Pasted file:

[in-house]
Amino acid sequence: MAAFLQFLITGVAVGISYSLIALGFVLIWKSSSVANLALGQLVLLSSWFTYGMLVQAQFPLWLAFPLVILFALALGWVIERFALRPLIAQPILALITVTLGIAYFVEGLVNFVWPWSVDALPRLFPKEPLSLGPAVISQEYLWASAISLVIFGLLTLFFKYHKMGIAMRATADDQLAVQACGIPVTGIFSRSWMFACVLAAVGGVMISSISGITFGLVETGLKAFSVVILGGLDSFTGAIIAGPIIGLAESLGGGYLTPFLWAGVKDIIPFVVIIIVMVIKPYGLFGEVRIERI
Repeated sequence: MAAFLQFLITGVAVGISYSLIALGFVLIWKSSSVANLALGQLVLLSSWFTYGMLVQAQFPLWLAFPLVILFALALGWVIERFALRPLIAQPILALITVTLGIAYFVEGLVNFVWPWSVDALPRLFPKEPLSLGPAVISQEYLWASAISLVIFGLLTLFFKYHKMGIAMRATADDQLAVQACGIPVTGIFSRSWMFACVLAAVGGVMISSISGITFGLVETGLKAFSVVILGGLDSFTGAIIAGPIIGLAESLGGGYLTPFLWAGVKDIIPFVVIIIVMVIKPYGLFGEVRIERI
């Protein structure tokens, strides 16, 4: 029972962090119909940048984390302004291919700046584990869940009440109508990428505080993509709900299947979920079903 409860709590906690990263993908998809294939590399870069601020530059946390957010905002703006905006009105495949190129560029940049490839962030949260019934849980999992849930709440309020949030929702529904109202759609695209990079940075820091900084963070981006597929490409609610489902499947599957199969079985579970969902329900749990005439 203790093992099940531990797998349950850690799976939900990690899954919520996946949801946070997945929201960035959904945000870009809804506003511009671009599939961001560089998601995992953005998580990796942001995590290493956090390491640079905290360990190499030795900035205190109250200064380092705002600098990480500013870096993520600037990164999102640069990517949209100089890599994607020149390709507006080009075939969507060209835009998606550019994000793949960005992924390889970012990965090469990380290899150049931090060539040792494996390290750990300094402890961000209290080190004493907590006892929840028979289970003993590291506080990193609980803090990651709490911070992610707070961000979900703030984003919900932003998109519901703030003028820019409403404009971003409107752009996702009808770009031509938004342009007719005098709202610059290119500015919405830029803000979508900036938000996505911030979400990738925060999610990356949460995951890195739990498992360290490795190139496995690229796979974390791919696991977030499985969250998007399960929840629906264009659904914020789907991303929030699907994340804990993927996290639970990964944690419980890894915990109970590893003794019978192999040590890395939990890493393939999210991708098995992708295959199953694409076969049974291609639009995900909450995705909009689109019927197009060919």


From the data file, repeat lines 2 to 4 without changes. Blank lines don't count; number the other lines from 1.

Amino acid sequence: MAAFLQFLITGVAVGISYSLIALGFVLIWKSSSVANLALGQLVLLSSWFTYGMLVQAQFPLWLAFPLVILFALALGWVIERFALRPLIAQPILALITVTLGIAYFVEGLVNFVWPWSVDALPRLFPKEPLSLGPAVISQEYLWASAISLVIFGLLTLFFKYHKMGIAMRATADDQLAVQACGIPVTGIFSRSWMFACVLAAVGGVMISSISGITFGLVETGLKAFSVVILGGLDSFTGAIIAGPIIGLAESLGGGYLTPFLWAGVKDIIPFVVIIIVMVIKPYGLFGEVRIERI
Repeated sequence: MAAFLQFLITGVAVGISYSLIALGFVLIWKSSSVANLALGQLVLLSSWFTYGMLVQAQFPLWLAFPLVILFALALGWVIERFALRPLIAQPILALITVTLGIAYFVEGLVNFVWPWSVDALPRLFPKEPLSLGPAVISQEYLWASAISLVIFGLLTLFFKYHKMGIAMRATADDQLAVQACGIPVTGIFSRSWMFACVLAAVGGVMISSISGITFGLVETGLKAFSVVILGGLDSFTGAIIAGPIIGLAESLGGGYLTPFLWAGVKDIIPFVVIIIVMVIKPYGLFGEVRIERI
């Protein structure tokens, strides 16, 4: 029972962090119909940048984390302004291919700046584990869940009440109508990428505080993509709900299947979920079903 409860709590906690990263993908998809294939590399870069601020530059946390957010905002703006905006009105495949190129560029940049490839962030949260019934849980999992849930709440309020949030929702529904109202759609695209990079940075820091900084963070981006597929490409609610489902499947599957199969079985579970969902329900749990005439 203790093992099940531990797998349950850690799976939900990690899954919520996946949801946070997945929201960035959904945000870009809804506003511009671009599939961001560089998601995992953005998580990796942001995590290493956090390491640079905290360990190499030795900035205190109250200064380092705002600098990480500013870096993520600037990164999102640069990517949209100089890599994607020149390709507006080009075939969507060209835009998606550019994000793949960005992924390889970012990965090469990380290899150049931090060539040792494996390290750990300094402890961000209290080190004493907590006892929840028979289970003993590291506080990193609980803090990651709490911070992610707070961000979900703030984003919900932003998109519901703030003028820019409403404009971003409107752009996702009808770009031509938004342009007719005098709202610059290119500015919405830029803000979508900036938000996505911030979400990738925060999610990356949460995951890195739990498992360290490795190139496995690229796979974390791919696991977030499985969250998007399960929840629906264009659904914020789907991303929030699907994340804990993927996290639970990964944690419980890894915990109970590893003794019978192999040590890395939990890493393939999210991708098995992708295959199953694409076969049974291609639009995900909450995705909009689109019927197009060919």